Special Issue "Paleoecology, Diversity, Taphonomy, Phylogeny, and Evolution of Paleozoic Fishes"
Deadline for manuscript submissions: 31 October 2023 | Viewed by 45415
Interests: fossils; phylogeny; palaeoecology; vertebrate paleontology; ecology and evolution; macroevolution; morphometrics; functional morphology; morphological analysis
Fish taxa, which contain all aquatic, non-tetrapod vertebrates, have had a major impact on the emergence and evolution of organisms and ecosystems across the vast majority of the Phanerozoic Eon. The first true craniate organism that could reasonably be called a fish (in a non-cladistic sense) appeared during the first period of the Paleozoic Era. This first appearance was rapidly followed by an evolutionary expansion that led to the wide diversity of extant and extinct fish groups by the end of the Paleozoic Era. Fishes are the most numerous and most diverse of all vertebrate groups. The evolution of fishes has given rise to anatomical features present in modern tetrapods. Furthermore, the rise and fall of specific groups and the ecosystems to which they belonged formed a part of many of the major ecological crises of the Paleozoic. Many fish taxa serve as model organisms today, and the relationship humans have to the fishes in general is likely as long-standing as the relationship of humans to aquatic environments themselves.
In this Special Issue, we will take an opportunity to highlight and promote new research into the fossil record of Paleozoic fish taxa. We think that it is important to examine fishes as a group as well as individual taxa from the perspectives of their paleo-ecology, their diversity across time and space, the taphonomy of well preserved konservat lagerstatten or high volume deposits (bone beds), their relationships to one another, as well as their evolution in both the narrow and broad sense. We invite manuscripts that focus on these issues with the goal of creating a platform from which future research can build upon and advance our knowledge of these topics as they apply to such fundamentally significant vertebrates.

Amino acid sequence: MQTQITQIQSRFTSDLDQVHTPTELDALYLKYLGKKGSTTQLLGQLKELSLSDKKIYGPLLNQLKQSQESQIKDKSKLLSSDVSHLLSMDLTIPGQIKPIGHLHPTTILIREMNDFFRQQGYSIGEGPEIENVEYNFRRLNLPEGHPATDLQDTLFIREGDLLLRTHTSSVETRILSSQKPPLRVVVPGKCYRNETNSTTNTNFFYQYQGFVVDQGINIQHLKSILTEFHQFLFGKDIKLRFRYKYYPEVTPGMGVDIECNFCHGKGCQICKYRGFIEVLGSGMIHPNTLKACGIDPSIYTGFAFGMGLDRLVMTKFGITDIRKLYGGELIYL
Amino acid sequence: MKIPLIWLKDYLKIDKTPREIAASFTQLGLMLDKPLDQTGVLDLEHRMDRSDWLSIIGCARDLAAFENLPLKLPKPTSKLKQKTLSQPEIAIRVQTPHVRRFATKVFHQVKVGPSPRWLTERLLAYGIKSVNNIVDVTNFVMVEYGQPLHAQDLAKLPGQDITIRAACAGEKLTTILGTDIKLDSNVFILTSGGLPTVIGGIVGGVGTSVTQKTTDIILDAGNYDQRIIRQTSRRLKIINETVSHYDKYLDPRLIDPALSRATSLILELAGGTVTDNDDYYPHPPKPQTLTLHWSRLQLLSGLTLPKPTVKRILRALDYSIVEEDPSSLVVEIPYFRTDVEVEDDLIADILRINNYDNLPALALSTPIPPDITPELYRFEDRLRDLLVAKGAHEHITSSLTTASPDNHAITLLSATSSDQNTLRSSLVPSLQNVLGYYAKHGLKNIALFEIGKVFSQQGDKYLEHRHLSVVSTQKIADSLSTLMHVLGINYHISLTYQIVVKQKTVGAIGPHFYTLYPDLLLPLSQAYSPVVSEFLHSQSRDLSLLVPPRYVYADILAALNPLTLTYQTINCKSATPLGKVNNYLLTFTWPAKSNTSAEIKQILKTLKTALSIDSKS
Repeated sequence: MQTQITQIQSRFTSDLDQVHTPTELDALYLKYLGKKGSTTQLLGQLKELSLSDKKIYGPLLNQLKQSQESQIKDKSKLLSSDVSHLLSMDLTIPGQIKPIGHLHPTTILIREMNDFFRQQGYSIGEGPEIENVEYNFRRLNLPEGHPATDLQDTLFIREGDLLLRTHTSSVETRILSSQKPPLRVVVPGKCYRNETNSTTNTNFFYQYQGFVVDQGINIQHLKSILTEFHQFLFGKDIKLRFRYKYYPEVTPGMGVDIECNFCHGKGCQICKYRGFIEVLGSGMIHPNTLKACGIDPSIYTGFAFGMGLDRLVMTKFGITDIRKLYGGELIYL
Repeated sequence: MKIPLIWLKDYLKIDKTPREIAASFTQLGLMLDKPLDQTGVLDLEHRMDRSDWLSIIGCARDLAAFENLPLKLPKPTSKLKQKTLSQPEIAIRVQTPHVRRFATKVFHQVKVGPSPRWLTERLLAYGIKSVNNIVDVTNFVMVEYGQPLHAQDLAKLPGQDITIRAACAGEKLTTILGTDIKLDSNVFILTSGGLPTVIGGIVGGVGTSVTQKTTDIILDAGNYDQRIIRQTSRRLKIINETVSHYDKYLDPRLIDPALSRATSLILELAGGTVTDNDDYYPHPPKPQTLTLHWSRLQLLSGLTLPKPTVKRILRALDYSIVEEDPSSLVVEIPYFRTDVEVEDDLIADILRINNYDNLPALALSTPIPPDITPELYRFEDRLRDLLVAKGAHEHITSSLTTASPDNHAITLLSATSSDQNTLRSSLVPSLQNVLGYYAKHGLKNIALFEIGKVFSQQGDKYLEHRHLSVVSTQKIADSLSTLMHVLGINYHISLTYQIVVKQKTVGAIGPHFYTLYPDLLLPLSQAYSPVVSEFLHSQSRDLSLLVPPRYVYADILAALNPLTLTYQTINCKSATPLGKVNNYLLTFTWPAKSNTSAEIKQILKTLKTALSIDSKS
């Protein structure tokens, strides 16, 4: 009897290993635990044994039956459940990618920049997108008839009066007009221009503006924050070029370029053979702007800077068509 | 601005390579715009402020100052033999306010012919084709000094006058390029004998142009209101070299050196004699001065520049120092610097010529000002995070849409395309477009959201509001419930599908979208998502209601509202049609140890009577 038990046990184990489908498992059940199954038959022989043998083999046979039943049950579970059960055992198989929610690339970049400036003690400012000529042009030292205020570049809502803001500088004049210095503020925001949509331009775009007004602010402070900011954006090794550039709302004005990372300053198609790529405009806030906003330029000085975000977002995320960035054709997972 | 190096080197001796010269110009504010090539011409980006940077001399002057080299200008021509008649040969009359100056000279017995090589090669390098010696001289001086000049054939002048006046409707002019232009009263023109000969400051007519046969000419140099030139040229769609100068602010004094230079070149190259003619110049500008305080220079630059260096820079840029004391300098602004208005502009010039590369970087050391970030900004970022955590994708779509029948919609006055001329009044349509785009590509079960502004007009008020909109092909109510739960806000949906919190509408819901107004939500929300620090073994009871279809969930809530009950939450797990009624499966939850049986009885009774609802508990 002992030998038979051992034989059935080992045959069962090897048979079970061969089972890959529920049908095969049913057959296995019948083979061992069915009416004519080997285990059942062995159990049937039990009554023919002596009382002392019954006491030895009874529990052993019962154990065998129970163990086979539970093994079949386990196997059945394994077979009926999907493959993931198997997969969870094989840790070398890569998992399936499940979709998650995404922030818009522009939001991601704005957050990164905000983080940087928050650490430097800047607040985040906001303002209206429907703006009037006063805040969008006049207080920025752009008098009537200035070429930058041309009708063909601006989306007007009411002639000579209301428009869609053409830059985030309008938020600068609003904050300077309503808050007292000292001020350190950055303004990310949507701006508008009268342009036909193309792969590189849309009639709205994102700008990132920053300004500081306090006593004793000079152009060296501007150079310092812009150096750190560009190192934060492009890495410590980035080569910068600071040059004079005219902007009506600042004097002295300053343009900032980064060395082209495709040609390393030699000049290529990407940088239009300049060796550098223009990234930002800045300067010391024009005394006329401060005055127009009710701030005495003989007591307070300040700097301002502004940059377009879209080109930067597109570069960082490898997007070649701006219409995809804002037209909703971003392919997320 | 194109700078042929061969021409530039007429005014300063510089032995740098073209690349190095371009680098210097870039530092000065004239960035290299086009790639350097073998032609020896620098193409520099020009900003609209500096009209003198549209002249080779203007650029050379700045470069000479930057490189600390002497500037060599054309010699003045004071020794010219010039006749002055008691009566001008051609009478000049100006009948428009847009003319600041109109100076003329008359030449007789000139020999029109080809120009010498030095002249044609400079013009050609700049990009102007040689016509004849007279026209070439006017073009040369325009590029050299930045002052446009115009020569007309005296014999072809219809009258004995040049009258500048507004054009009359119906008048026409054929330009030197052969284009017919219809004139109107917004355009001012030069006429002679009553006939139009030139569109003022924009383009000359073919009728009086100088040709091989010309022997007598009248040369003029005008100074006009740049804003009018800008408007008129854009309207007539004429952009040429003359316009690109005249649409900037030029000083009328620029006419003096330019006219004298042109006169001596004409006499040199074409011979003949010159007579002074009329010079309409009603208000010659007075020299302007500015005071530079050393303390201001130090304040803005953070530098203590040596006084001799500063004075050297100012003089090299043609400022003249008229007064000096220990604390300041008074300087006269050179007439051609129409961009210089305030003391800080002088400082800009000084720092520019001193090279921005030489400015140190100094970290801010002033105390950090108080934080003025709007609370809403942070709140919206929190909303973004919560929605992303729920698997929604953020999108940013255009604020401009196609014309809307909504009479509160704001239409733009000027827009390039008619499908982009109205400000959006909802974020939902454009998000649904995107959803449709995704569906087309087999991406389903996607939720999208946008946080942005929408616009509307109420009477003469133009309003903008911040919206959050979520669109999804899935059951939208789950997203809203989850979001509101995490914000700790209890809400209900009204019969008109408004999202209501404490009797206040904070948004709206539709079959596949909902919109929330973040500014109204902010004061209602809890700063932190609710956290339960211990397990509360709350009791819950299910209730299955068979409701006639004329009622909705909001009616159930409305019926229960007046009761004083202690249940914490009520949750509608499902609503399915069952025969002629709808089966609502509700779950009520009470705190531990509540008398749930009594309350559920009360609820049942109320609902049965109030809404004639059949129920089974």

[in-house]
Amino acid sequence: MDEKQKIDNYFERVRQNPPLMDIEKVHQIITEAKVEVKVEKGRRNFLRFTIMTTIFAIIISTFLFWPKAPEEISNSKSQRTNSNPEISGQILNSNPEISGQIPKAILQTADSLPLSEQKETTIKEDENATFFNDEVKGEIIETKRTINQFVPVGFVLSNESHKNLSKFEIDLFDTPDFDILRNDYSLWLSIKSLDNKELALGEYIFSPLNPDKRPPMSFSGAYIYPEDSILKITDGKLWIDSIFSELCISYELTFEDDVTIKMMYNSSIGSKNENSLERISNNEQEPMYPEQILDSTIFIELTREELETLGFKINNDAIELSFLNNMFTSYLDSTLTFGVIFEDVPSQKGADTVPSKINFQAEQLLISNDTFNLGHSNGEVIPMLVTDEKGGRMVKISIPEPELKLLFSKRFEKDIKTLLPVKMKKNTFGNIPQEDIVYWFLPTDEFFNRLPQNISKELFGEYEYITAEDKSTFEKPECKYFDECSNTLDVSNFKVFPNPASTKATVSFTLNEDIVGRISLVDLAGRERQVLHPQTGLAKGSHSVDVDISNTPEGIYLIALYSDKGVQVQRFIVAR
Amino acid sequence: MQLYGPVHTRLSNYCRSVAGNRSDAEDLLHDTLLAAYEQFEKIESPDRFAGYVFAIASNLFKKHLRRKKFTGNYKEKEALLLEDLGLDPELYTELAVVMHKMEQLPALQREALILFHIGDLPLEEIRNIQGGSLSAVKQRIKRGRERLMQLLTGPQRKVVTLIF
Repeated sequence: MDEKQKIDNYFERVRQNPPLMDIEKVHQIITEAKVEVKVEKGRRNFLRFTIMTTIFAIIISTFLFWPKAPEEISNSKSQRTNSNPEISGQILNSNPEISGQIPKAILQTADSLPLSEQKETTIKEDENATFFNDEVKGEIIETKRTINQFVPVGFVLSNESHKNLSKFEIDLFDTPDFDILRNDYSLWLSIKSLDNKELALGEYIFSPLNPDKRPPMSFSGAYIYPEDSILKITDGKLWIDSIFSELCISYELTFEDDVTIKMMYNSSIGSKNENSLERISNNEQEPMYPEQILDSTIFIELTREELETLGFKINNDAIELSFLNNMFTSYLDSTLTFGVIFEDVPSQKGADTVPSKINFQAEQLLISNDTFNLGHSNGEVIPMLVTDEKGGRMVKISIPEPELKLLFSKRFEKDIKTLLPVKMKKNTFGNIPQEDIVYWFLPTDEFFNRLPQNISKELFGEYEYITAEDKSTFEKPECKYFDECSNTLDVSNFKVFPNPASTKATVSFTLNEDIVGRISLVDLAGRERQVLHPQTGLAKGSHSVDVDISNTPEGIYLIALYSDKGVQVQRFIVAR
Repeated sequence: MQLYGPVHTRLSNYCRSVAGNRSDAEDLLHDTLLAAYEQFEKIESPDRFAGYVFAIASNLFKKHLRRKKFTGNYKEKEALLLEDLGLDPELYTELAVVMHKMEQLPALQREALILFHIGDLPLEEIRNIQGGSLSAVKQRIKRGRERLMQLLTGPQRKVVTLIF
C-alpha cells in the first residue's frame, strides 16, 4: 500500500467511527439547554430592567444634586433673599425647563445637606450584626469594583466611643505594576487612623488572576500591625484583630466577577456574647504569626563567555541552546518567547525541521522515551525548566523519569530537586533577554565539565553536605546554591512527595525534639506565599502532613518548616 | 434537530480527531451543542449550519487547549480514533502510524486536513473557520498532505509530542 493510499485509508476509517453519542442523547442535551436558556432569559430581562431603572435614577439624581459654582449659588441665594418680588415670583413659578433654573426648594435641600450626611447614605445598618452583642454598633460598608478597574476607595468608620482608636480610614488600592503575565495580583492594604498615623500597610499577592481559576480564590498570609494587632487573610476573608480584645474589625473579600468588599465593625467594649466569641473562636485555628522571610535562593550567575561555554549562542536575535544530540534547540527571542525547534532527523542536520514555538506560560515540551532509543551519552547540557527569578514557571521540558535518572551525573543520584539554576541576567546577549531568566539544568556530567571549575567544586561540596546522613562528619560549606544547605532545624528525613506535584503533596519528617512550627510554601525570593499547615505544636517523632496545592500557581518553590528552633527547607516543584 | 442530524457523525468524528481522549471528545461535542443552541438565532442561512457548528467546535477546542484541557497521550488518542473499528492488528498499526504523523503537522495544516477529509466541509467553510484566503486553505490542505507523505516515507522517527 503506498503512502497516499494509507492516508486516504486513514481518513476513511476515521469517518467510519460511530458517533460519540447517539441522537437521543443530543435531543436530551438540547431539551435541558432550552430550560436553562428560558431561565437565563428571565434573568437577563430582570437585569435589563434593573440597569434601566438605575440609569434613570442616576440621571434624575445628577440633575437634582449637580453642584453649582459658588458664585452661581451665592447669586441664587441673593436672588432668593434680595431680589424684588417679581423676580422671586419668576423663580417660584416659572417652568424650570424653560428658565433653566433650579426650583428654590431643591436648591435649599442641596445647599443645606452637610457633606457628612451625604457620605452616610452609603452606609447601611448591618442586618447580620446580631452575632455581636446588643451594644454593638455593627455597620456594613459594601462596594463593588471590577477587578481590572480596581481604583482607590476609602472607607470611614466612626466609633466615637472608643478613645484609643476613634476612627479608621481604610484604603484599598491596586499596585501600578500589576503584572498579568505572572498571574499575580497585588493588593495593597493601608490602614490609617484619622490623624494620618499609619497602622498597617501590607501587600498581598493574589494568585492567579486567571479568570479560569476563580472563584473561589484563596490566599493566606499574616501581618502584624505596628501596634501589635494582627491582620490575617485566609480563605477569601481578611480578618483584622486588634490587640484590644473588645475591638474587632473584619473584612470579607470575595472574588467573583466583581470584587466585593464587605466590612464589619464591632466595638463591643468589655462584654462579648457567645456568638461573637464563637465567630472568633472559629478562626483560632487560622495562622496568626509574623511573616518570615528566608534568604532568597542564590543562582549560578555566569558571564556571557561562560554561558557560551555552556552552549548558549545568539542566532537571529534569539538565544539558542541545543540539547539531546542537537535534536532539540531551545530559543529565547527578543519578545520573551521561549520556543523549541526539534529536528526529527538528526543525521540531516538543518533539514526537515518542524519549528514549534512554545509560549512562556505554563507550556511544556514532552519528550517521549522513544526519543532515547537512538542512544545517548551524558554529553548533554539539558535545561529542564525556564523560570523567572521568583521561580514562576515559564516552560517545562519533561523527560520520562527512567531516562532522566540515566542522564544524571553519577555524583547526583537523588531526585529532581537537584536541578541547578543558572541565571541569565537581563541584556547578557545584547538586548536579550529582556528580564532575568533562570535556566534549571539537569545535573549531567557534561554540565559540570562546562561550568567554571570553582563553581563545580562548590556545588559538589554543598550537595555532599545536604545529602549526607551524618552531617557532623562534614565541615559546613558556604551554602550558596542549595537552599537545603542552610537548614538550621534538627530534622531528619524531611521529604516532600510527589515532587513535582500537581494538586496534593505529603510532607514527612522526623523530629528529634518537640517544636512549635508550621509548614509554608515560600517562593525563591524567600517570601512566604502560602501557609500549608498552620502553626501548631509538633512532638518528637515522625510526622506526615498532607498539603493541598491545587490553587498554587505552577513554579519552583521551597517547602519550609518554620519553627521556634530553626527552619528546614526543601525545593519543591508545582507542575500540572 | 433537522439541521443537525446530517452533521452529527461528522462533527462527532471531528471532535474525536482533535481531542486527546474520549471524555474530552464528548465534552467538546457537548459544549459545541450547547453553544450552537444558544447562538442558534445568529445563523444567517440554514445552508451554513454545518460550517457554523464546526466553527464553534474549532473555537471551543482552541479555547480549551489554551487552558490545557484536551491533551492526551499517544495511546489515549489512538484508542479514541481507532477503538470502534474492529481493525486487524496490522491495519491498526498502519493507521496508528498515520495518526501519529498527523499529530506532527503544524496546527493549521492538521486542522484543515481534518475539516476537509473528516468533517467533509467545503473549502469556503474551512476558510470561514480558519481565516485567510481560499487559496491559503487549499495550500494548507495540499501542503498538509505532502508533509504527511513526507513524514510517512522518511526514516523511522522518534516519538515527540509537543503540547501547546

Prof. Dr. Charles Ciampaglio
Dr. Ryan C. Shell
Manuscript Submission Information
Manuscripts should be submitted online at www.mdpi.com by registering and logging in to this website. Once you are registered, click here to go to the submission form. Manuscripts can be submitted until the deadline. All submissions that pass pre-check are peer-reviewed. Accepted papers will be published continuously in the journal (as soon as accepted) and will be listed together on the special issue website. Research articles, review articles as well as short communications are invited. For planned papers, a title and short abstract (about 100 words) can be sent to the Editorial Office for announcement on this website.
Submitted manuscripts should not have been published previously, nor be under consideration for publication elsewhere (except conference proceedings papers). All manuscripts are thoroughly refereed through a single-blind peer-review process. A guide for authors and other relevant information for submission of manuscripts is available on the Instructions for Authors page. Diversity is an international peer-reviewed open access monthly journal published by MDPI.
Please visit the Instructions for Authors page before submitting a manuscript. The Article Processing Charge (APC) for publication in this open access journal is 2600 CHF (Swiss Francs). Submitted papers should be well formatted and use good English. Authors may use MDPI's English editing service prior to publication or during author revisions.
- Bone bed